There's no doubt that money can be made by owning shares of unprofitable businesses. By way of example, Resonant (NASDAQ:RESN) has seen its share price rise 143% over the last year, delighting many shareholders. But while history lauds those rare successes, those that fail are often forgotten; who remembers Pets.com?
So notwithstanding the buoyant share price, we think it's well worth asking whether Resonant'scash burn is too risky In this article, we define cash burn as its annual (negative) free cash flow, which is the amount of money a company spends each year to fund its growth. Let's start with an examination of the business' cash, relative to its cash burn.
How Long Is Resonant's Cash Runway?
A cash runway is defined as the length of time it would take a company to run out of money if it kept spending at its current rate of cash burn. In September 2020, Resonant had US$20m in cash, and was debt-free. Importantly, its cash burn was US$21m over the trailing twelve months. That means it had a cash runway of around 11 months as of September 2020. That's quite a short cash runway, indicating the company must either reduce its annual cash burn or replenish its cash. Importantly, if we extrapolate recent cash burn trends, the cash runway would be a lot longer. Depicted below, you can see how its cash holdings have changed over time.
How Is Resonant's Cash Burn Changing Over Time?
Whilst it's great to see that Resonant has already begun generating revenue from operations, last year it only produced US$3.0m, so we don't think it is generating significant revenue, at this point. Therefore, for the purposes of this analysis we'll focus on how the cash burn is tracking. As it happens, the company's cash burn reduced by 8.3% over the last year, which suggests that management may be mindful of the risks of their depleting cash reserves. While the past is always worth studying, it is the future that matters most of all. For that reason, it makes a lot of sense to take a look at our analyst forecasts for the company.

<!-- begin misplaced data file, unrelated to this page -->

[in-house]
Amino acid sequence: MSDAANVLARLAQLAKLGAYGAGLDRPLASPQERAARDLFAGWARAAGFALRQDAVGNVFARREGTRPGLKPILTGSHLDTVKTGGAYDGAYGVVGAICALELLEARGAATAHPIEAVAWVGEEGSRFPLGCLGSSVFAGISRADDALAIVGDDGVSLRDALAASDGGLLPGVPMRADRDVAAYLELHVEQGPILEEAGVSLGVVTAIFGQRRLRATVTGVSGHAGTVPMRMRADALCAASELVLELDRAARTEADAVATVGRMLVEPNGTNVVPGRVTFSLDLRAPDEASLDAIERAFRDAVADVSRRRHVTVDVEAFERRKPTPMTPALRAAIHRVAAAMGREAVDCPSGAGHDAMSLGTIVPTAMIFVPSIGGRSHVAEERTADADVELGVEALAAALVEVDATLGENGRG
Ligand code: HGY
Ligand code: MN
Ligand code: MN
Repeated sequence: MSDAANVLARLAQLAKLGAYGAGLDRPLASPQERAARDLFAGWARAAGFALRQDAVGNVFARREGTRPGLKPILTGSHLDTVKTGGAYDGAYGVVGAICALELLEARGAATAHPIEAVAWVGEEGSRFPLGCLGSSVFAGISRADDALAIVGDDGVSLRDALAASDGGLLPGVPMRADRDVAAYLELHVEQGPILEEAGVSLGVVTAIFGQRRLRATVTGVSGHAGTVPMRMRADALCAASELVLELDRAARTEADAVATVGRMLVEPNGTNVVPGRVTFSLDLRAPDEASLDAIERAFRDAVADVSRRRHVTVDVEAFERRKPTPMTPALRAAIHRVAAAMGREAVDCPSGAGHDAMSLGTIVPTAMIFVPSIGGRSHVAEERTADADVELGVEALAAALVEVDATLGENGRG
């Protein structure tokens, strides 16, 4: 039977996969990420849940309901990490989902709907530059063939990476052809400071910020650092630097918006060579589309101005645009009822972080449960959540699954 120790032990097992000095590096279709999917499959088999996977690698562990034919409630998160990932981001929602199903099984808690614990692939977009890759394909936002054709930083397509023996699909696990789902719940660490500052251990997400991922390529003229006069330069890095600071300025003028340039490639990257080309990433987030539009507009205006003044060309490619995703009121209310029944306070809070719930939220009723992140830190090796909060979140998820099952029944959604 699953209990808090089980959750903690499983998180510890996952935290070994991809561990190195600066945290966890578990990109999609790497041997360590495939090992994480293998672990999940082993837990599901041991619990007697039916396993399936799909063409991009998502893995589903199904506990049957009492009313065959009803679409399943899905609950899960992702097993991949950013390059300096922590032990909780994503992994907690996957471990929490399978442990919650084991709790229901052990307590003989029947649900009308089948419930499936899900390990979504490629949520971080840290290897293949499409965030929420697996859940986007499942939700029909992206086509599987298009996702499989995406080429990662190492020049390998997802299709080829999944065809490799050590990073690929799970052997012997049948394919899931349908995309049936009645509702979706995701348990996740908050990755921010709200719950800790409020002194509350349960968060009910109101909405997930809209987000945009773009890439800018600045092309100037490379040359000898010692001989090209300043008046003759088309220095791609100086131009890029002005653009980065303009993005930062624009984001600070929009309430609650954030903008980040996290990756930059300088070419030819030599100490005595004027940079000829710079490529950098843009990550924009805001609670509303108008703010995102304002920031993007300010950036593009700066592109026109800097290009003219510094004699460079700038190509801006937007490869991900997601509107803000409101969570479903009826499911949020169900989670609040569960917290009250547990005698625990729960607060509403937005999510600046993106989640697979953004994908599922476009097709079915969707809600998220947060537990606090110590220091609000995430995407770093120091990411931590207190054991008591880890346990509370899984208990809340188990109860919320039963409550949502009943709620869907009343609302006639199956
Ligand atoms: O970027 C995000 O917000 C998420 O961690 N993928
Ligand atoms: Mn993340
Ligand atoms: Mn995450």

How Hard Would It Be For Resonant To Raise More Cash For Growth?
While Resonant is showing a solid reduction in its cash burn, it's still worth considering how easily it could raise more cash, even just to fuel faster growth. Generally speaking, a listed business can raise new cash through issuing shares or taking on debt. Commonly, a business will sell new shares in itself to raise cash and drive growth. By looking at a company's cash burn relative to its market capitalisation, we gain insight on how much shareholders would be diluted if the company needed to raise enough cash to cover another year's cash burn.
Resonant has a market capitalisation of US$358m and burnt through US$21m last year, which is 5.9% of the company's market value. Given that is a rather small percentage, it would probably be really easy for the company to fund another year's growth by issuing some new shares to investors, or even by taking out a loan.
So, Should We Worry About Resonant's Cash Burn?
Even though its cash runway makes us a little nervous, we are compelled to mention that we thought Resonant's cash burn relative to its market cap was relatively promising. While we're the kind of investors who are always a bit concerned about the risks involved with cash burning companies, the metrics we have discussed in this article leave us relatively comfortable about Resonant's situation. Separately, we looked at different risks affecting the company and spotted 5 warning signs for Resonant (of which 1 is a bit concerning!) you should know about.
Of course, you might find a fantastic investment by looking elsewhere. So take a peek at this free list of interesting companies, and this list of stocks growth stocks (according to analyst forecasts)
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This article by Simply Wall St is general in nature. It does not constitute a recommendation to buy or sell any stock, and does not take account of your objectives, or your financial situation. We aim to bring you long-term focused analysis driven by fundamental data. Note that our analysis may not factor in the latest price-sensitive company announcements or qualitative material. Simply Wall St has no position in any stocks mentioned.
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